“Silly Games” marked the pointed where lover’s rock really arrived, and Letts was there to see it move far beyond its London roots. “I tell you what I recognized primarily was the next journey that I saw happen was that this version of reggae that came from the UK caught the ears and imagination of the people in Jamaica. All of a sudden you had people like Dennis Brown and Gregory Isaacs, they’re making lover’s rock tunes. Then the Jamaicans are coming over here and cashing in on it and almost took over.” At last a generation of young black people, born and raised in Britain, identified with a style of music that was distinctively their own. “It was empowering for us as they were copying us rather than us copying them because that’s how it had been up until that point. We were always emulating what was going on in Jamaica.”

That recognition and success, maybe surprisingly, saw it resonate with artists from another emerging music genre, looking to define young British identity — punk. “Later on I’m working with the Clash, and they do a bloody track called “Lover’s Rock”! (from London’s Calling).” Something that Letts takes no credit for. “I’ve got to say the whole thing about Don Letts turning everyone on to reggae, I mean people like Joe (Strummer), Mick (Jones), Paul (Simonon), and John Lydon, these guys were hip to reggae before they ever met me. That has a lot to do with Trojan I have to say. I’d love to take credit for it all but credit where credit’s due; those guys were halfway there already because of Trojan and apparently some of them were even into lover’s rock!”

To a certain degree, both scenes complimented each other. “Anything they would have hit me with, I would have already known, and I think that’s the reason that we became friends because of our mutual love and I could introduce them to stuff that wasn’t quite so obvious, let’s put it that way. They knew about U-Roy, for example, but I could take them a bit deeper. We shared a mutual love of Jamaican music, and I was turned on by what they were doing with the whole punk thing. It was about turning each other on through our respective cultures. It’s what cultures are all about really. I’d say the whole punk, reggae thing was not so much a musical connection but one of attitude, we were like-minded rebels.”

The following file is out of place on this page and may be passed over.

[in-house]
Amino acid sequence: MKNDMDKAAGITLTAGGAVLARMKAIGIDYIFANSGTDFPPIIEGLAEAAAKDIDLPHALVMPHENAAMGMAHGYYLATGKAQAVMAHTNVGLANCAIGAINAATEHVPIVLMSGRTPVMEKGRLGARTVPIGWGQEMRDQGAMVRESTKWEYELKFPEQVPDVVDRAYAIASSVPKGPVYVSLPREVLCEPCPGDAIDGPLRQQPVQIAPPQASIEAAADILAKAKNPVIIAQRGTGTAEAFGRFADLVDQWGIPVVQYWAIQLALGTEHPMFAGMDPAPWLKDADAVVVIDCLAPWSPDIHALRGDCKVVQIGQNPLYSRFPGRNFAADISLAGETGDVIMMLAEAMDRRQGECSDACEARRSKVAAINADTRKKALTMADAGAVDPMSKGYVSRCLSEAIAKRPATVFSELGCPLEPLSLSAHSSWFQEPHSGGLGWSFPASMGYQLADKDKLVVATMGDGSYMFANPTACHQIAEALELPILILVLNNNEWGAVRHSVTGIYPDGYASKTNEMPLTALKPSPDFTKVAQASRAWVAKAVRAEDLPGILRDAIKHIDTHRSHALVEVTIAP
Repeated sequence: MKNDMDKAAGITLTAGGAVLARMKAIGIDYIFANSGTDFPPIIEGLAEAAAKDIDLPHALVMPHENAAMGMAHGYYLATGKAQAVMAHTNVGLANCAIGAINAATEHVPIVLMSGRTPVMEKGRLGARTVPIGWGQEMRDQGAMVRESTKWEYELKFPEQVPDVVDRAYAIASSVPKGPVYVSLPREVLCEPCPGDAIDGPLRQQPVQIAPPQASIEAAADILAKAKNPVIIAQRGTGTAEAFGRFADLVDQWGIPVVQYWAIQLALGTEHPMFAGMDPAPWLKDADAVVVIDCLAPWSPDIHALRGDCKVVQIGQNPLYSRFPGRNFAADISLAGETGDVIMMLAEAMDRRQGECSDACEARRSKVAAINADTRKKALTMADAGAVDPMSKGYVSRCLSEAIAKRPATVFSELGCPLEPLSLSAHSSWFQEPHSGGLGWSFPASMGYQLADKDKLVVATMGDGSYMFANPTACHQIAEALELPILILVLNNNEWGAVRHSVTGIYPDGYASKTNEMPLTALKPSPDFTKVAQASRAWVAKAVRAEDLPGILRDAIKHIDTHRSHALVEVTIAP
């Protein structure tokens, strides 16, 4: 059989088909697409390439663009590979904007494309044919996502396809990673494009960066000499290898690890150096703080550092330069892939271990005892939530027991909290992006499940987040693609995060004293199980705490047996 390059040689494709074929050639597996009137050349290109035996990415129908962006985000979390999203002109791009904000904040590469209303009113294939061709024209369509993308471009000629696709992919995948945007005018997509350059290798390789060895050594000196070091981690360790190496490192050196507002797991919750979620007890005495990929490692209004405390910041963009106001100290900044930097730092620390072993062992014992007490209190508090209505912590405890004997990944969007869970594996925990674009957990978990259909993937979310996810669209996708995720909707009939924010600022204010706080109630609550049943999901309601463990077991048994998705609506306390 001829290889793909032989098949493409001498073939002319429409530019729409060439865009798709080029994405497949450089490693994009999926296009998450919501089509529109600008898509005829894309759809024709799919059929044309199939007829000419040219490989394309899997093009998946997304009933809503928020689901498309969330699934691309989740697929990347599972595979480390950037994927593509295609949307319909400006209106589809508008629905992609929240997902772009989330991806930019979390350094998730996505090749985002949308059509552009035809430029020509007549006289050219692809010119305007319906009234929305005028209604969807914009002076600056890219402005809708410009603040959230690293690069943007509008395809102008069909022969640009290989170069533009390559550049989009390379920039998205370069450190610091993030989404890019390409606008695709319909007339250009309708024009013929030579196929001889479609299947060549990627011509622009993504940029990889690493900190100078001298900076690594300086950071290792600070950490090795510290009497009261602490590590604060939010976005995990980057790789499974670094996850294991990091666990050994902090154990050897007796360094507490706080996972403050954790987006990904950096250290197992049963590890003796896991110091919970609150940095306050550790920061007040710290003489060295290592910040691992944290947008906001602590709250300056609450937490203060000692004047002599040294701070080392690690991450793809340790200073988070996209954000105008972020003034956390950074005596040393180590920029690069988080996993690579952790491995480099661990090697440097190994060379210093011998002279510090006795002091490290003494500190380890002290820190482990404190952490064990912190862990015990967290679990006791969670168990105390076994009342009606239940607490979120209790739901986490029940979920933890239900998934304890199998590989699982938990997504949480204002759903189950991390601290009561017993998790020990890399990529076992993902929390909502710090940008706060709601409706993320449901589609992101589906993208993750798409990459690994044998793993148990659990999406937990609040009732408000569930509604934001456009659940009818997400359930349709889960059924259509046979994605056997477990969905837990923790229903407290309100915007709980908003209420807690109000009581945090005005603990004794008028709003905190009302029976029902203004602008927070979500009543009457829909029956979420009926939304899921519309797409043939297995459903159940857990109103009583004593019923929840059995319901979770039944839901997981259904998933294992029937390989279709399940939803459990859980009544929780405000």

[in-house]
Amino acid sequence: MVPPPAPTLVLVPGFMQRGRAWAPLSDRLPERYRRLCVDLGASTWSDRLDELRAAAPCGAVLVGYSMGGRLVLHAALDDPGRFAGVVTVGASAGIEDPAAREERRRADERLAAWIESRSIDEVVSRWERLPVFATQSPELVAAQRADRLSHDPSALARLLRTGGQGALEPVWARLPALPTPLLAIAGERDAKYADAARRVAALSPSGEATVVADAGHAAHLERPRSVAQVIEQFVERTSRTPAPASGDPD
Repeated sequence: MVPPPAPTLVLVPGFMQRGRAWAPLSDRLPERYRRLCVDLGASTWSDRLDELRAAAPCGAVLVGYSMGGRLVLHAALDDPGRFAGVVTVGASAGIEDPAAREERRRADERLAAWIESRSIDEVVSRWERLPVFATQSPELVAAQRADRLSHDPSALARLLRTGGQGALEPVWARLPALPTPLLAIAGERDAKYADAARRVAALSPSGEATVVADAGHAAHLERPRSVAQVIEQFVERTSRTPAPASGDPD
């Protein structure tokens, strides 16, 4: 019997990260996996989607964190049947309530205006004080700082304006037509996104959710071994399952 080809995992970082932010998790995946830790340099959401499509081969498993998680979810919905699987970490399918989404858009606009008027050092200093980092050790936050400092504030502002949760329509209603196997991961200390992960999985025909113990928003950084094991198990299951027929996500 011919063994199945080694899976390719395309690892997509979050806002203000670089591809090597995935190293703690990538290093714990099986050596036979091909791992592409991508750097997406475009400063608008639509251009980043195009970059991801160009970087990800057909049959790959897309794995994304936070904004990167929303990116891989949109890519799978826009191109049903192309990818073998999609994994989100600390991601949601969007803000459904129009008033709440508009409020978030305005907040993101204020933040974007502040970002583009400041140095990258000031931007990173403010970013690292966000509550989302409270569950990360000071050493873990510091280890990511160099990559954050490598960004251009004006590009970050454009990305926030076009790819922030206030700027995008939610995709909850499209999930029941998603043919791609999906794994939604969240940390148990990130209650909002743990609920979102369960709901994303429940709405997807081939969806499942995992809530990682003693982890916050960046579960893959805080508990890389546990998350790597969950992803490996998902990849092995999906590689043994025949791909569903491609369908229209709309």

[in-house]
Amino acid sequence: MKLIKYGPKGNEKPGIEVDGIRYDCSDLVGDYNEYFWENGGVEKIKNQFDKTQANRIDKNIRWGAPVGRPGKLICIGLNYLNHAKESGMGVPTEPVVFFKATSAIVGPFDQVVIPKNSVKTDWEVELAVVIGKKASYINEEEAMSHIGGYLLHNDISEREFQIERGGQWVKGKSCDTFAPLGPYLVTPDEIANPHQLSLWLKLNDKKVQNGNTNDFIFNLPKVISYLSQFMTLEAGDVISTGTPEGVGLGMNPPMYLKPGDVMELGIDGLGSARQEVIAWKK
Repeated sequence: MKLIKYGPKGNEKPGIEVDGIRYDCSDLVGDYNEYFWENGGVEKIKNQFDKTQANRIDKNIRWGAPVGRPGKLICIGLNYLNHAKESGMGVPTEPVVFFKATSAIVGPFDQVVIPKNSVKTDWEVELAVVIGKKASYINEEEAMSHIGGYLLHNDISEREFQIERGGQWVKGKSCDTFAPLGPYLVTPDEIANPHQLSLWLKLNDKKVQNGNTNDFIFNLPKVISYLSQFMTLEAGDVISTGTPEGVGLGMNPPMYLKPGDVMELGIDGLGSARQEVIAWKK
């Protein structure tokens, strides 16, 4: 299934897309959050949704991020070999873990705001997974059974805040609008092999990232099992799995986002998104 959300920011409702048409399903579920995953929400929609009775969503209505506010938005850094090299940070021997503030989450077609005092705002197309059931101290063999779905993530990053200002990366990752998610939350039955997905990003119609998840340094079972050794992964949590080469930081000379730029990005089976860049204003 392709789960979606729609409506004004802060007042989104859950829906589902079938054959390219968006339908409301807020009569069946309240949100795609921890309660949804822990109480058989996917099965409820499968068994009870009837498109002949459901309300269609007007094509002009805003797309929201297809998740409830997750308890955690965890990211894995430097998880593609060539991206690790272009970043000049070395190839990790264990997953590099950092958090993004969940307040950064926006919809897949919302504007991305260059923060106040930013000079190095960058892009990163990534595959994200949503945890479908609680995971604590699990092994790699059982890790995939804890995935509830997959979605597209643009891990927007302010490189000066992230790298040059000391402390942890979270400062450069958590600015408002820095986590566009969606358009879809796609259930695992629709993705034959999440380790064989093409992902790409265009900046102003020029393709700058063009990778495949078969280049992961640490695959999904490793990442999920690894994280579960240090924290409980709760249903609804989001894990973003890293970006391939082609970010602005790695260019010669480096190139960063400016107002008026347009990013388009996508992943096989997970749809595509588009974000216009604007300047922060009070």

The peak years of lover’s rock were from 1975 to 1985 and, while its influence has reemerged over the years with artists like Sade, Lily Allen, and No Doubt, it had effectively served its purpose. Lover’s rock left an indelible imprint on many young black Britons and, through his Rebel 45 series, Don Letts tell its story as few others could. As with all of his projects, his sole aim is to inspire people by keeping alive the spirit of the music he grew up with. “I was inspired by things that came before me. I put them into my creative mill and put my own spin on things. At the end of the day, I’m just trying to pass on the energy that made me who I am today.”